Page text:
When the LS-120 SuperDisk was introduced, Fidelipac offered these drives as an upgrade or factory-installed option. The LS-240 could also be used. The use of an optical-magnetic disk greatly increased the versatility of these machines thanks to the much greater recording time.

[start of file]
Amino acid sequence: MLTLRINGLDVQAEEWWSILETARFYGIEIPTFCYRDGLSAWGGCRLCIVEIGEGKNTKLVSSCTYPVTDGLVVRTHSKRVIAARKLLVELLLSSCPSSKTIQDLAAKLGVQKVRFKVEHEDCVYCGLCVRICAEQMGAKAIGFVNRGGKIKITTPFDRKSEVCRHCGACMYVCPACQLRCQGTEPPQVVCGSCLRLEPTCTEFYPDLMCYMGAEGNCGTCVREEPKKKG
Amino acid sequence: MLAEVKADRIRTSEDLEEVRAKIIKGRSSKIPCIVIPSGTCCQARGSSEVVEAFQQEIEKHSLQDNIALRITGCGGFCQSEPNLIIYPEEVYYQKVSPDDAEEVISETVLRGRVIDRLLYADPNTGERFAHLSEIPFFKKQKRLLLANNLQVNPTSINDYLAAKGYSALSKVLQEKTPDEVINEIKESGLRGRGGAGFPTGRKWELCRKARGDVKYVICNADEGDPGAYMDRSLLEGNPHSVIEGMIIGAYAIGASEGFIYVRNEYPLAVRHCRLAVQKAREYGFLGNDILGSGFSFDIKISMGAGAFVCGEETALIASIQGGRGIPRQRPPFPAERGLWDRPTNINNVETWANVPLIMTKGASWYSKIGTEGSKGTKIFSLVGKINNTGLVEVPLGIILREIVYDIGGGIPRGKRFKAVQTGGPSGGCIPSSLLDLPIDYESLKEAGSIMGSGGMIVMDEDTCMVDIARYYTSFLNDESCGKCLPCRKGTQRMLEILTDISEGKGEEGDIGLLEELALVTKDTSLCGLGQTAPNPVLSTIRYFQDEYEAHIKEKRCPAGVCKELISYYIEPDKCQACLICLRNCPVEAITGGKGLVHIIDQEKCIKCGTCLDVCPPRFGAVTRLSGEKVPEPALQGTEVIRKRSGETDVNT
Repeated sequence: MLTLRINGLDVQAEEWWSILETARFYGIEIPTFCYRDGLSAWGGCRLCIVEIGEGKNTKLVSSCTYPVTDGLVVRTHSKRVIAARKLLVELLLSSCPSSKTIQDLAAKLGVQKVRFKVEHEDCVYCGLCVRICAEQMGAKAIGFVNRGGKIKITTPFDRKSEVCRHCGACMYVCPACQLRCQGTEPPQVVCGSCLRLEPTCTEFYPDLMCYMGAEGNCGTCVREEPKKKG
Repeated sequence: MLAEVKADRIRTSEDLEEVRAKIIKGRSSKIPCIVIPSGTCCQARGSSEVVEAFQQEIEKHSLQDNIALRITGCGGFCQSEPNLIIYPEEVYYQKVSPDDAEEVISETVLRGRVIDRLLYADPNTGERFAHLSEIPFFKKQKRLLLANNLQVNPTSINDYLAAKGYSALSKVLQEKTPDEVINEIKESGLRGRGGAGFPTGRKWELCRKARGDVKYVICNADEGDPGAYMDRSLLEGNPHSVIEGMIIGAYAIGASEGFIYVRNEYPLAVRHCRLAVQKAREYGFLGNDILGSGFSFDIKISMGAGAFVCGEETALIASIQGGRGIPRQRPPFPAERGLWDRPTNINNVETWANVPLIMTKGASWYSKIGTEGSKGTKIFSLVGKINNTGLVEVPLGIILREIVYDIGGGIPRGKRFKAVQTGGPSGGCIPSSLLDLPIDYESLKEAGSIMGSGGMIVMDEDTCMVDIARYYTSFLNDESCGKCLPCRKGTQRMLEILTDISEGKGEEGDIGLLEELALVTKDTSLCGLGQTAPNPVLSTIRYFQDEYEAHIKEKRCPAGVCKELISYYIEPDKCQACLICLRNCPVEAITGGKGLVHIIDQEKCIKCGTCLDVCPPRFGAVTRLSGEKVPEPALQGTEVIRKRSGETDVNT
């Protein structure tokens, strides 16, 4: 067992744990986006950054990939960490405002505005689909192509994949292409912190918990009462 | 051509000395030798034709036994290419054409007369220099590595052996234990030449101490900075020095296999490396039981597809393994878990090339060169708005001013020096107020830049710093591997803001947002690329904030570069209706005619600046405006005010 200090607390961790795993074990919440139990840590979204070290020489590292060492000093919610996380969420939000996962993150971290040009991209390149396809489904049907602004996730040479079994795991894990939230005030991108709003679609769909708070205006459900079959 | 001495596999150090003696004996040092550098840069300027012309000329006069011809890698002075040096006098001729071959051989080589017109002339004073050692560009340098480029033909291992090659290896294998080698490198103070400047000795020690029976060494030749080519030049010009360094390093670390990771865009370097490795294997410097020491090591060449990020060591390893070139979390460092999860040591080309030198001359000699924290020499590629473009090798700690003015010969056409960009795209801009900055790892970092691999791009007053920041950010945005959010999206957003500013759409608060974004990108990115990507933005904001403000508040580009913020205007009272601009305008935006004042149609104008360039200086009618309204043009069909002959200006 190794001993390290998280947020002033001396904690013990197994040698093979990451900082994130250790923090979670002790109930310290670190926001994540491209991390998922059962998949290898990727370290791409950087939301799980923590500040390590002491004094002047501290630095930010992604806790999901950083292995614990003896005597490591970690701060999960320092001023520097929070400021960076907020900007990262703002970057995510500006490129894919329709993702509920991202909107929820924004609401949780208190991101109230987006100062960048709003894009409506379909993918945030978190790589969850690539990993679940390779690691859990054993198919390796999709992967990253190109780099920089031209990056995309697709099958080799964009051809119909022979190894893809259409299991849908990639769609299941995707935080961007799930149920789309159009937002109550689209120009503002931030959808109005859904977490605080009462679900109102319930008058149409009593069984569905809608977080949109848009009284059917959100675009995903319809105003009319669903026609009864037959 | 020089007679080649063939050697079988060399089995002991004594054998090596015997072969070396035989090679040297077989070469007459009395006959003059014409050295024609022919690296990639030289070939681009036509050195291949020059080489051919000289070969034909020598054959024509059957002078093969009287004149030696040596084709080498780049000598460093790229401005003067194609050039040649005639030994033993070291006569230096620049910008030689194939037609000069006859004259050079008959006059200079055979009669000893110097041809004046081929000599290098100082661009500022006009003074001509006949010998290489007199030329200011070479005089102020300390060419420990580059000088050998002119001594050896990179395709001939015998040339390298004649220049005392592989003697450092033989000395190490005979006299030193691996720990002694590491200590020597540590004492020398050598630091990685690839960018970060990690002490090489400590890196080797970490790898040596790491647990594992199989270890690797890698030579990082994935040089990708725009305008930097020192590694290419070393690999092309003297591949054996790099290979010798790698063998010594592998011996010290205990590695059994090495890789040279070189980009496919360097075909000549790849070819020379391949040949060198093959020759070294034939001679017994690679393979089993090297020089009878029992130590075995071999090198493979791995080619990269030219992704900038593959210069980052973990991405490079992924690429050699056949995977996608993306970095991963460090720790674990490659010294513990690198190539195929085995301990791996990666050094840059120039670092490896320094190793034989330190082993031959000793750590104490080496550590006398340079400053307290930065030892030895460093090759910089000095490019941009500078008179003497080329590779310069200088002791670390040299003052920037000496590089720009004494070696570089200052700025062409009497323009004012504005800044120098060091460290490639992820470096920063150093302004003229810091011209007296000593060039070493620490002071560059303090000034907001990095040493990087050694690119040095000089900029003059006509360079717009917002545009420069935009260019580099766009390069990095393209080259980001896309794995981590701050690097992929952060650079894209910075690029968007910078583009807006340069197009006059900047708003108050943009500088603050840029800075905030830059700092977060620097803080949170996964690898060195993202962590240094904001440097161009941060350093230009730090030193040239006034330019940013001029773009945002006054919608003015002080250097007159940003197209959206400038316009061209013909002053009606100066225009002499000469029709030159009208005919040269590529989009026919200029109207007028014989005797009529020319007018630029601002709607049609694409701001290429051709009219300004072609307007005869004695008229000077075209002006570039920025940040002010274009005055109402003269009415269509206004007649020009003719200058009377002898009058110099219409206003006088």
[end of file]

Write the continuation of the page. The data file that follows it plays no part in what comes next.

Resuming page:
I've read online comments to the effect that the diskette drives in these were rather unreliable and especially prone to microswitch failures. Some stations apparently resorted to substituting a standard computer drive, and in fact, it appears Fidelipac may have ended up doing the same thing. Of the four master players I owned, two had the original NEC FD1335H 2mb/13mb diskette drives in them. Dating from early 1994, these drives had a black bezel, but more importantly, they differed from most off-the-shelf drives in that the power and data connectors were on the upper edge of the back panel. This was necessary because the shelf on which the mounted had a back on it which would otherwise interfere, were they in the traditional lower position. Although each side of the shelf had holes for three mounting screws, these drives could only use two of them. The other pair of players I had are from late 1995 or early 1996. Although these two were likely manufactured on the same day, each of them contained a standard drive of a different type, both of which had beige bezels. One was a Newtronics (Mitsumi) D359T5 and the other a Sony MPF520-1. The Sony was rather loud, so I installed another D359T5, taken from a computer, in its place. The transplant didn't work at first, until I discovered that the original Newtronics had a jumper wire soldered between a pin of the data connector and one of the micro switches. Once this modification was made to the transplanted drive, it functioned fine. I suspect a modification or two may have been made to the Sony drive, as well. This drive had the oddity of not being able to activate from a diskette that was write-protected. I'm about 90% certain that these drive substitutions were made by Fidelipac, rather than done in the field. First, a nice job had been done cutting away the interfering back of the steel mounting shelf, apparently using a metal-cutting bandsaw, which most stations wouldn't own. Second, the ribbon data cable was appropriately sized and formed to reach the connector, which was now on the opposite side of the shelf. The one was used in my earlier machines was much longer. Finally, the diskette drives were mounted using six screws and lock washers that matched the type used in my first machines. The key here is that only four screws could be used with the NEC drives. I might also add that the manufacturing dates on the Newtronics and Sony drives seemed to be in line with when the master players in question were likely manufactured. Plus, the jumper installed on the Newtronics looked factory-done in addition to being of a gauge thinner than the insulated wire most stations would have access to. One could surmise that with the original type of drive having problems, Fidelipac started procuring substitutes from any source available. One rather doubts these other drives could handle the triple-density diskettes they were selling, however.